Anne Marie Hamilton Column: 'When does autumn become winter'

Picture shows Jim Mawer, chairman of The Odd Wheel Club, trying to teach Catherine Cranwell how to plough. 

Picture shows Jim Mawer, chairman of The Odd Wheel Club, trying to teach Catherine Cranwell how to plough. - Credit: RICHARD CRANWELL

When does autumn morph into winter? I am never quite sure, and this year it is harder to decide than ever.

Apart from a few light ground frosts, the autumn weather has been benign, and we still have not needed to wear heavy, winter clothing yet. The trees look glorious, clad in their spectacular autumn colours, and we are beginning to relax a little, with all the autumn crops now safely in the ground.

One of the really happy events this autumn was being able to welcome back the Odd Wheel Tractor Club for another Working Weekend at Wood Farm in mid-October.

We missed everyone so much last year, when the event was cancelled because of the pandemic. This year, everything went like a dream. For once, the weather behaved, and the ground was perfect for the vintage tractors to be able to pull their ploughs through the soil – not too dry, and not wet and claggy, as it was in 2019.

More members than ever came on Saturday and Sunday, and the number of spectators was vastly increased too. There was a real party atmosphere. Everyone was ready to enjoy themselves after all the restrictions that had been affecting our lives for the past 18, plus months.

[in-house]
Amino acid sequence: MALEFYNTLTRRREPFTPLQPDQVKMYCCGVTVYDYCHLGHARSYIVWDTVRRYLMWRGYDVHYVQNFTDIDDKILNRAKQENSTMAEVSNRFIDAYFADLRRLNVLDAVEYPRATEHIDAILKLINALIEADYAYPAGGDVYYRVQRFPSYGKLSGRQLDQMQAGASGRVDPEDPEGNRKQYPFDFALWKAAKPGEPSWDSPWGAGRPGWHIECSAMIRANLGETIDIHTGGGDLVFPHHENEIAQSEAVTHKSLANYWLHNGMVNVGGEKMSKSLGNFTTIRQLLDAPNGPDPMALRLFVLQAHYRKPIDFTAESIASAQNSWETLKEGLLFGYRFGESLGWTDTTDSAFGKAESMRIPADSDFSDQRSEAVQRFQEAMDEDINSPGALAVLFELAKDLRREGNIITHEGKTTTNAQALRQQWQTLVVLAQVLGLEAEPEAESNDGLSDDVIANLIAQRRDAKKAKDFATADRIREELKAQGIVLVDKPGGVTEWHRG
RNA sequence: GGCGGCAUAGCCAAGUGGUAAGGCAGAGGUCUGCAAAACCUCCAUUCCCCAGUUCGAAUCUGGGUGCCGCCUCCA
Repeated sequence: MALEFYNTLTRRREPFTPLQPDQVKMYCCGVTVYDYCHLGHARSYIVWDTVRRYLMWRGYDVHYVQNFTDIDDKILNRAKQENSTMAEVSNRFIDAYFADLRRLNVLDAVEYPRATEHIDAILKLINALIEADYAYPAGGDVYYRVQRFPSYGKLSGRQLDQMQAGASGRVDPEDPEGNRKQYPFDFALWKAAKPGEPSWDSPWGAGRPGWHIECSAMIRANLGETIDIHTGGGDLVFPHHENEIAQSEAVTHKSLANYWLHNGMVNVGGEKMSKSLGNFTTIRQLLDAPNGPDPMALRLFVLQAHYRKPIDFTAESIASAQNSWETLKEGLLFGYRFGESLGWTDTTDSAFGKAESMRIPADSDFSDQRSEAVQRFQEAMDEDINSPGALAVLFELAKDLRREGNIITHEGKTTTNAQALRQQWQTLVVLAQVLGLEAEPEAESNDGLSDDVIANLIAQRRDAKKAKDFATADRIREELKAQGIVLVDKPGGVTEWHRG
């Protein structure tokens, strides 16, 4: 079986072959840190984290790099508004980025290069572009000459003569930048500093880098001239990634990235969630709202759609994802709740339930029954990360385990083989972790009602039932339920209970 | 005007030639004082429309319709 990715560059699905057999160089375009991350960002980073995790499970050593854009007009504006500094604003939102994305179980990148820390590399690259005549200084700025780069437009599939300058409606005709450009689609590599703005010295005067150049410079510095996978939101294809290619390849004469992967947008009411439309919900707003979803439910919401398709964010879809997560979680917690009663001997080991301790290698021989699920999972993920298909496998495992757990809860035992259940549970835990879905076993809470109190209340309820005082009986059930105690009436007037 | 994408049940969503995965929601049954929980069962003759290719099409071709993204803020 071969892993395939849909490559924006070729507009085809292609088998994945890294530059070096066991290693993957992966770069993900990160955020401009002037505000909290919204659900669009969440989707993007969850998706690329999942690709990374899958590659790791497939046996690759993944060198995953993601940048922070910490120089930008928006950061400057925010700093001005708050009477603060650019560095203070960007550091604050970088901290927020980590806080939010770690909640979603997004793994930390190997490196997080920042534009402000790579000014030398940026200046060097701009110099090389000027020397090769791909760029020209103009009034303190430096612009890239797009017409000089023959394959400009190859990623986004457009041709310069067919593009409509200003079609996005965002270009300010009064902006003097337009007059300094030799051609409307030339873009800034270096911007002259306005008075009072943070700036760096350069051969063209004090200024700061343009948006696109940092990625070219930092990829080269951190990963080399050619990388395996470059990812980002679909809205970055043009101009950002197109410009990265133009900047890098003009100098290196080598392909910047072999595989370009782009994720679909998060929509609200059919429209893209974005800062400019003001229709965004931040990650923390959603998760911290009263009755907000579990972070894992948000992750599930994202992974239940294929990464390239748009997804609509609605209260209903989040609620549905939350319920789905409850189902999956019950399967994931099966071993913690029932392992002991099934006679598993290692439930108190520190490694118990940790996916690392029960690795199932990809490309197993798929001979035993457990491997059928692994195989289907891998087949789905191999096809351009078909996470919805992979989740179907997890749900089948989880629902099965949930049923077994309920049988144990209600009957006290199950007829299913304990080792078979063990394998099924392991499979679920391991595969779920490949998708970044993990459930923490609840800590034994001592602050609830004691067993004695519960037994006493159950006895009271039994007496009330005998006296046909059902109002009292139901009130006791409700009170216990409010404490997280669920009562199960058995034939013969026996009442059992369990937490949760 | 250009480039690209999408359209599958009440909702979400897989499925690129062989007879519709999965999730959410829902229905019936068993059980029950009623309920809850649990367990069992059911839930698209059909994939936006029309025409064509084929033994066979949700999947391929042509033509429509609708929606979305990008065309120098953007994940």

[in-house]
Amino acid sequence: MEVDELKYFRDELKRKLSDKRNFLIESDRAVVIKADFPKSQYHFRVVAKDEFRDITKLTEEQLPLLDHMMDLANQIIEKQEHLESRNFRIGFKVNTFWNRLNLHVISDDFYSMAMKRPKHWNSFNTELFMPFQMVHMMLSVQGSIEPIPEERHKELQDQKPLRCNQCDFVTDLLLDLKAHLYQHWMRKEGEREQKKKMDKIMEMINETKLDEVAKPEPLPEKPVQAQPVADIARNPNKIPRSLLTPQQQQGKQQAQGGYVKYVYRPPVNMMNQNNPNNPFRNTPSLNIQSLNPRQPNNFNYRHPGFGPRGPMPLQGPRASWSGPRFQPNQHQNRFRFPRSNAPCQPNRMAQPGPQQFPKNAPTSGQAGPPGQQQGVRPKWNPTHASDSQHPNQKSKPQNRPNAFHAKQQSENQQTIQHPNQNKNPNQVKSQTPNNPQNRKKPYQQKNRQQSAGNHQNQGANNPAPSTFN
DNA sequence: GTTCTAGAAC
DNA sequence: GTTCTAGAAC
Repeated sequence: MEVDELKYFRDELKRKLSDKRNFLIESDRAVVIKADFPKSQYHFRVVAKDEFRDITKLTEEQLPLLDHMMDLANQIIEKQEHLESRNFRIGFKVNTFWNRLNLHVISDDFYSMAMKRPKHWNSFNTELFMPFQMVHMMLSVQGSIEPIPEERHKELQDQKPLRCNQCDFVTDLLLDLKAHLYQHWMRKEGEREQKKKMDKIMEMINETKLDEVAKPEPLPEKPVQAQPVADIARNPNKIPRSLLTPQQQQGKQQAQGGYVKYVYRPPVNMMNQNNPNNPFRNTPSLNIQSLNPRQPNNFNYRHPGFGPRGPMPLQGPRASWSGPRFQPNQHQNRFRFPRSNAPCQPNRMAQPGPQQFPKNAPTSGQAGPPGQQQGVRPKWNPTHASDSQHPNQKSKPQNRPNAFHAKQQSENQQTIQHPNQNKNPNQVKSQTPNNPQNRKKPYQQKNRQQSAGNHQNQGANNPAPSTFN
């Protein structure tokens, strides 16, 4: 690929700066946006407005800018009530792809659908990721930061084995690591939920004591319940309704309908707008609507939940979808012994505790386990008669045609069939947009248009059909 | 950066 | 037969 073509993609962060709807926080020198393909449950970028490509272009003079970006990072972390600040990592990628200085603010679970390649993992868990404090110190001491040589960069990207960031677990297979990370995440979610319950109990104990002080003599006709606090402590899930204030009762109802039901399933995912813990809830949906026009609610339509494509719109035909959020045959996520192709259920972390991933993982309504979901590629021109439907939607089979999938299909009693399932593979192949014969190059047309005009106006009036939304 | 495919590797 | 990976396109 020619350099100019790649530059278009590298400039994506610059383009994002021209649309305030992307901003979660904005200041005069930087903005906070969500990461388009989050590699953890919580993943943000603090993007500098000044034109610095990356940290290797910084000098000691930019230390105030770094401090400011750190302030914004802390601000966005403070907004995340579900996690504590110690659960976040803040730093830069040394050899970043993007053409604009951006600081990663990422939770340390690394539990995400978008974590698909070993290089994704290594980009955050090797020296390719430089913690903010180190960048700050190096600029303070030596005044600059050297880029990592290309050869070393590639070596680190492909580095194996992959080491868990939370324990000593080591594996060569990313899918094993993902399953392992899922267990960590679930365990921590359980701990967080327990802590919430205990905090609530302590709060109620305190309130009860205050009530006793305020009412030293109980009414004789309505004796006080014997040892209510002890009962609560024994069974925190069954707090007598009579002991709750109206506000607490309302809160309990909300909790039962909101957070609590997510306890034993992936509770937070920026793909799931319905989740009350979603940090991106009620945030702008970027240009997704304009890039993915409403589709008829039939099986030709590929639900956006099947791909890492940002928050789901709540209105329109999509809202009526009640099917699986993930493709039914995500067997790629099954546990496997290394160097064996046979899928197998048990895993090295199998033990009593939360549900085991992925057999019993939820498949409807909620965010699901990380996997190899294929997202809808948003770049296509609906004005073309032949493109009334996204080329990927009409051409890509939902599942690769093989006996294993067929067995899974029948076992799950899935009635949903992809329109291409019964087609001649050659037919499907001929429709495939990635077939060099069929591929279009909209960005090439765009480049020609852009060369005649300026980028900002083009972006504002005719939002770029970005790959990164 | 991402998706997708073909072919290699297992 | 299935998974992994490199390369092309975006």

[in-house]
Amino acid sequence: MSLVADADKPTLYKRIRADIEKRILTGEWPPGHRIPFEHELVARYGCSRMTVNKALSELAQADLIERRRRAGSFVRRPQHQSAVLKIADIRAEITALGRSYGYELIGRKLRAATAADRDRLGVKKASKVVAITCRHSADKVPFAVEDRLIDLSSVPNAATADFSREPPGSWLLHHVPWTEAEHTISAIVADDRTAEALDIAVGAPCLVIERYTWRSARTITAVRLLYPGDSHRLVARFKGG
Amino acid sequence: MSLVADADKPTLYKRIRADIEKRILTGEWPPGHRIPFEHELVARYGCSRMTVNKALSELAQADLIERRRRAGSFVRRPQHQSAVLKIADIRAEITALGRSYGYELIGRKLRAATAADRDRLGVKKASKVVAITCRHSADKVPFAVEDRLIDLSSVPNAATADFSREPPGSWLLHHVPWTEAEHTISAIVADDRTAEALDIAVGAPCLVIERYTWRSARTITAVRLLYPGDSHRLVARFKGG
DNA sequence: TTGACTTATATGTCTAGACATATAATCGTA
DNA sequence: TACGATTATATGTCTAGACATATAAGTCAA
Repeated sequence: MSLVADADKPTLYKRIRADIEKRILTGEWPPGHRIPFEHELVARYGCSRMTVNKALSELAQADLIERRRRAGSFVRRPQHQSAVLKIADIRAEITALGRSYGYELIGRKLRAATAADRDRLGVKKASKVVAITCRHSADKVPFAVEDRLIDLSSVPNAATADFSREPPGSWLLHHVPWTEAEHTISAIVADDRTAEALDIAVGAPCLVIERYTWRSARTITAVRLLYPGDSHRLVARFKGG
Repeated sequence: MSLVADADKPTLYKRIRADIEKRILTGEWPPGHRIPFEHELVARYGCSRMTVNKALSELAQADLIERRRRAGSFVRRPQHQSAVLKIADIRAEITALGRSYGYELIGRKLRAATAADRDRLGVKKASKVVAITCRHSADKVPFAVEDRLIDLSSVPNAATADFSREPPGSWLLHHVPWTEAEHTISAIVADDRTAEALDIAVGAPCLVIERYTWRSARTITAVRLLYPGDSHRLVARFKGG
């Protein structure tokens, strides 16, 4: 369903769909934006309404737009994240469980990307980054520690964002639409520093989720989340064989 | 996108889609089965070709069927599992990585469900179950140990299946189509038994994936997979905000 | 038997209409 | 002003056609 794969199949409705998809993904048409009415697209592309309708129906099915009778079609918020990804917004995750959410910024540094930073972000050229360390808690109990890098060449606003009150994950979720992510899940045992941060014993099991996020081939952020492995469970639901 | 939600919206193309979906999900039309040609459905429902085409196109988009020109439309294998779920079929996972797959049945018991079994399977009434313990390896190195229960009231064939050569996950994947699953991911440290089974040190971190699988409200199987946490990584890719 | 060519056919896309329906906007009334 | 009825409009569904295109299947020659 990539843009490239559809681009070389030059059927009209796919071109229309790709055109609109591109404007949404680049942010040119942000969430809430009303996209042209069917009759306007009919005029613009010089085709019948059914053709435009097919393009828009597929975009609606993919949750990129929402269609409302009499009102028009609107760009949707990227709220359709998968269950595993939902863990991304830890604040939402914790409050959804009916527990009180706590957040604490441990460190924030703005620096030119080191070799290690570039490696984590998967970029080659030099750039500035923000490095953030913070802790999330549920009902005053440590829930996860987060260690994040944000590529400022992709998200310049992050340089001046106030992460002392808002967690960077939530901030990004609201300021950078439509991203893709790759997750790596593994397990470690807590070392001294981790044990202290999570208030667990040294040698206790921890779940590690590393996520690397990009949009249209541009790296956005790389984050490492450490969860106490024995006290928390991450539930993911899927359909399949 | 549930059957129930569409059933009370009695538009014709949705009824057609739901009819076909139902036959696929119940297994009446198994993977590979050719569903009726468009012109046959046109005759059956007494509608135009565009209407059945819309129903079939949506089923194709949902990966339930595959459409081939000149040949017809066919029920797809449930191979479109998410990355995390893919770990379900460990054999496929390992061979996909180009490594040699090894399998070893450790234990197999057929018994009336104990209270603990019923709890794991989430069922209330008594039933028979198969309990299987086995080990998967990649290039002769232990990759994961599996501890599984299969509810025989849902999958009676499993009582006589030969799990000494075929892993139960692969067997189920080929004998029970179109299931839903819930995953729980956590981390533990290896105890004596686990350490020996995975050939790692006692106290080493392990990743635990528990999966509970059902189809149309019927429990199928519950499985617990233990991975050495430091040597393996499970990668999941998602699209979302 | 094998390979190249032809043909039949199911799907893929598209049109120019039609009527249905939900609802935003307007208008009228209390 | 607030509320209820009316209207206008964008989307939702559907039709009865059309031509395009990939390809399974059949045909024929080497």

Even the dogs had a great time, as apparently sausages rained down from the sky (very generous donations from the wonderful bacon butty van that provided excellent refreshments throughout the weekend.

This year, the club introduced a new competition to the Working Weekend – a challenge to see who could plough the straightest furrow. The competition was held in memory of the club’s first treasurer, Diane Buddle, who sadly died very unexpectedly in 2019.

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Rob provided his little 1963 Massey Ferguson tractor and a single furrow plough, and members of the club and the public, were given the opportunity to have a go. It proved to be a great attraction.

I bet that Diane was having a chuckle up in heaven because, although a good ploughman herself, she often joked with other members about being unable to plough straight. To everyone’s surprise and delight, the winner was a lady who had never ploughed before.

Her partner is a regular competition ploughman, so she has very kindly offered to do all his opening furrows for him from now on.